Michael Fitzgerald co-directs "Map of Jazz Musicians" project

November 19, 2010

SILS alumnus, Michael Fitzgerald (MSLS ’08), is co-director of the "Map of Jazz Musicians" project, which was recently funded by a National Endowment for the Humanities Digital Start-Up Grant.

The grant, which can be up to $50,000, is given to a digital initiative in any area in the humanities, including projects that involve planning and developing prototypes of new digital tools for preserving, analyzing and making accessible digital resources, including libraries’ and museums’ digital assets.

The "Map Of Jazz Musicians" project will build on Fitzgerald’s work with jazz discography data to produce an online interactive visualization showing the complex network of professional interactions that jazz musicians create over the courses of their careers.

“This innovative project is a natural fit with jazz because unlike many other styles of music, jazz places an emphasis on the individual performer," said Fitzgerald. "The vast majority of professional relationships are not stable and consistent, but instead are fleeting, with each musician playing and recording with hundreds or thousands of others over the course of a career.”

Sharing information has long been one of Fitzgerald’s passions, evidenced by his earlier career as a music educator as well as by his involvement in founding "Current Research In Jazz," the first open access journal in the field of jazz studies.

“As a science, discography has important differences from cataloging," said Fitzgerald. "I hope this project will help to establish a standard data format for jazz recording sessions that can be used by jazz archives around the world, permitting collaboration and cooperation. That the data can be repurposed in a new way via XML for such endeavors as this map project, is a wonderful side effect.”

Seeing the common ground shared by jazz discography and the Functional Requirements for Bibliographic Records (FRBR), the re-thinking of how libraries approach cataloging is what convinced him that he needed to become thoroughly familiar with the field of library science.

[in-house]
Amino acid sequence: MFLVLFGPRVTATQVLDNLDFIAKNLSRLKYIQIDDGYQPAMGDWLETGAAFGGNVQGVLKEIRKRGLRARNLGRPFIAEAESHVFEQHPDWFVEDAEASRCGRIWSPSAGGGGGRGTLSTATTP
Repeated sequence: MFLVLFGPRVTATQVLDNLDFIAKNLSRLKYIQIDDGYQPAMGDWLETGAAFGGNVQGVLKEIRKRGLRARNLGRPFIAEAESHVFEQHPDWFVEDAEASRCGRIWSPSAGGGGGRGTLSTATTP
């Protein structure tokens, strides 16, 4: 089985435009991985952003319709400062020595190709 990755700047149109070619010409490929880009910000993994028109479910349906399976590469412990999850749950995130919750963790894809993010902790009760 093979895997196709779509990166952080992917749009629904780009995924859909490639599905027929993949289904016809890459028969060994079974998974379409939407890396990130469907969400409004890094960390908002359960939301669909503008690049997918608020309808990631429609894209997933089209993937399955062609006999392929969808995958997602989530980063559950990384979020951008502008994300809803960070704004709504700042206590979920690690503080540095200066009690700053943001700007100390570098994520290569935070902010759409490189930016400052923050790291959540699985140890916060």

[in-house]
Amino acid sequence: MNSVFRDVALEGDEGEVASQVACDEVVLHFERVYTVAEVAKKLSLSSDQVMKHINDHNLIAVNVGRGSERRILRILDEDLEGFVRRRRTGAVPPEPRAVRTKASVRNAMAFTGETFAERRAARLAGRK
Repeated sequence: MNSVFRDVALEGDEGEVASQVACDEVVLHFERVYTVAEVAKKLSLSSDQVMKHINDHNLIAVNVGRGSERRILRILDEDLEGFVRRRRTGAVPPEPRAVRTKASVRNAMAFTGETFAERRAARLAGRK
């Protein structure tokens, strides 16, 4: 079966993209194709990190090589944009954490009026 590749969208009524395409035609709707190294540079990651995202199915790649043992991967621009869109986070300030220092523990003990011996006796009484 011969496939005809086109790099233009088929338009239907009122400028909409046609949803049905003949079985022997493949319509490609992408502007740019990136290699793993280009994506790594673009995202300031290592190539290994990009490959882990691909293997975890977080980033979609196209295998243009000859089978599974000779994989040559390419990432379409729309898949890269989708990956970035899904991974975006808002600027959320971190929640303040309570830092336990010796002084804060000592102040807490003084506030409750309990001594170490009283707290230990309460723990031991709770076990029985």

“Although developed independently of FRBR, the discographical database system that I have been working with is based on the same principles," said Fitzgerald. "The concept of authority control is essential to the project."

Fitzgerald is the electronic services librarian at the University of the District of Columbia (UDC), home to the Felix E. Grant Jazz Archives, one of the five case studies in his SILS master's paper on jazz archives in the United States. In addition to managing all Web resources and services for the university, he is also involved with the archives, and he has been instrumental in bringing two significant collections to UDC. He has also started a jazz research lecture series now in its second year. He is excited about opportunities that allow him to apply his knowledge and experience as a jazz researcher to the field of library and information science. Even before attending SILS, he was active in discography, the study of the information and relationships that describe jazz performances and recordings.

An active member of the Music Library Association, Fitzgerald is not only co-coordinator of the Jazz & Popular Music Roundtable at MLA, he is also the director of the MLA Big Band, which performs annually at the association’s national conferences. He says, “This group shows that librarians are not only subject specialists, but are also practitioners. It provides the perfect way to showcase archival materials, bringing the music to life in front of hundreds of fellow librarians.”